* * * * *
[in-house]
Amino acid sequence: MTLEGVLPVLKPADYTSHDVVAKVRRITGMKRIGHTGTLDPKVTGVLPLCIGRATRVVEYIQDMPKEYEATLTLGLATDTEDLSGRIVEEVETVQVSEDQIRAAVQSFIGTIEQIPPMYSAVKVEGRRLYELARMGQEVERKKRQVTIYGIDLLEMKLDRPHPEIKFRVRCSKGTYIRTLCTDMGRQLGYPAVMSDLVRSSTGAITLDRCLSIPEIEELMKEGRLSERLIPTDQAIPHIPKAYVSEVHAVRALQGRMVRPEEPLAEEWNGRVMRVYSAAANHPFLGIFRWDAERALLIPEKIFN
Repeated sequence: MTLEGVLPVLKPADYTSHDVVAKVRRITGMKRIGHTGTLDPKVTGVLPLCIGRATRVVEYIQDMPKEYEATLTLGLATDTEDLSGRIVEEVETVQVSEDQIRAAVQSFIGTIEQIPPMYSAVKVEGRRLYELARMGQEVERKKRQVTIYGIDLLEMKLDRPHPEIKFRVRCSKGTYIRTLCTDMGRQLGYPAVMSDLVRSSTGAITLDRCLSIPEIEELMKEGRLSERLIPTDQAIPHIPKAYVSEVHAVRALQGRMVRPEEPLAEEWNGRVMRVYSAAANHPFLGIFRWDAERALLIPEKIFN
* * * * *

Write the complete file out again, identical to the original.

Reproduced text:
[in-house]
Amino acid sequence: MTLEGVLPVLKPADYTSHDVVAKVRRITGMKRIGHTGTLDPKVTGVLPLCIGRATRVVEYIQDMPKEYEATLTLGLATDTEDLSGRIVEEVETVQVSEDQIRAAVQSFIGTIEQIPPMYSAVKVEGRRLYELARMGQEVERKKRQVTIYGIDLLEMKLDRPHPEIKFRVRCSKGTYIRTLCTDMGRQLGYPAVMSDLVRSSTGAITLDRCLSIPEIEELMKEGRLSERLIPTDQAIPHIPKAYVSEVHAVRALQGRMVRPEEPLAEEWNGRVMRVYSAAANHPFLGIFRWDAERALLIPEKIFN
Repeated sequence: MTLEGVLPVLKPADYTSHDVVAKVRRITGMKRIGHTGTLDPKVTGVLPLCIGRATRVVEYIQDMPKEYEATLTLGLATDTEDLSGRIVEEVETVQVSEDQIRAAVQSFIGTIEQIPPMYSAVKVEGRRLYELARMGQEVERKKRQVTIYGIDLLEMKLDRPHPEIKFRVRCSKGTYIRTLCTDMGRQLGYPAVMSDLVRSSTGAITLDRCLSIPEIEELMKEGRLSERLIPTDQAIPHIPKAYVSEVHAVRALQGRMVRPEEPLAEEWNGRVMRVYSAAANHPFLGIFRWDAERALLIPEKIFN